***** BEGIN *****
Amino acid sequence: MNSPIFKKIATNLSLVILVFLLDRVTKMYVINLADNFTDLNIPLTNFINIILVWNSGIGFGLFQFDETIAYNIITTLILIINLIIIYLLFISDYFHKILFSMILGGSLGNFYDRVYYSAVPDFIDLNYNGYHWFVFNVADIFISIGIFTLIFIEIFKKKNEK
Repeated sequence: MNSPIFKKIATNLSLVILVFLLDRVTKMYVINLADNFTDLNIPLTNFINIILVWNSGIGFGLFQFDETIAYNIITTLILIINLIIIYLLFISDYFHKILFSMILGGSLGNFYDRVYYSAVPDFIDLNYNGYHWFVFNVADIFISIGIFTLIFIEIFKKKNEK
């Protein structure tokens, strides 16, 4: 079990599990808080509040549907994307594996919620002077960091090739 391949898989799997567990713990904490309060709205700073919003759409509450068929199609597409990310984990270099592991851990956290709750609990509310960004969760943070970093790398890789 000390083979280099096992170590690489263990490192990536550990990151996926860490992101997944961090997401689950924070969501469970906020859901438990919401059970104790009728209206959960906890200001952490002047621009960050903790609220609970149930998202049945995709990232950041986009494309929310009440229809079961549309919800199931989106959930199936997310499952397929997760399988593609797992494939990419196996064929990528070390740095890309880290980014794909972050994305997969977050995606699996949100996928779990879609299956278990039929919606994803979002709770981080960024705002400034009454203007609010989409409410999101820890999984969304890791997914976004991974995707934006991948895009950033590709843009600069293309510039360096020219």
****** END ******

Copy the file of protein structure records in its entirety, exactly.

Amino acid sequence: MNSPIFKKIATNLSLVILVFLLDRVTKMYVINLADNFTDLNIPLTNFINIILVWNSGIGFGLFQFDETIAYNIITTLILIINLIIIYLLFISDYFHKILFSMILGGSLGNFYDRVYYSAVPDFIDLNYNGYHWFVFNVADIFISIGIFTLIFIEIFKKKNEK
Repeated sequence: MNSPIFKKIATNLSLVILVFLLDRVTKMYVINLADNFTDLNIPLTNFINIILVWNSGIGFGLFQFDETIAYNIITTLILIINLIIIYLLFISDYFHKILFSMILGGSLGNFYDRVYYSAVPDFIDLNYNGYHWFVFNVADIFISIGIFTLIFIEIFKKKNEK
């Protein structure tokens, strides 16, 4: 079990599990808080509040549907994307594996919620002077960091090739 391949898989799997567990713990904490309060709205700073919003759409509450068929199609597409990310984990270099592991851990956290709750609990509310960004969760943070970093790398890789 000390083979280099096992170590690489263990490192990536550990990151996926860490992101997944961090997401689950924070969501469970906020859901438990919401059970104790009728209206959960906890200001952490002047621009960050903790609220609970149930998202049945995709990232950041986009494309929310009440229809079961549309919800199931989106959930199936997310499952397929997760399988593609797992494939990419196996064929990528070390740095890309880290980014794909972050994305997969977050995606699996949100996928779990879609299956278990039929919606994803979002709770981080960024705002400034009454203007609010989409409410999101820890999984969304890791997914976004991974995707934006991948895009950033590709843009600069293309510039360096020219």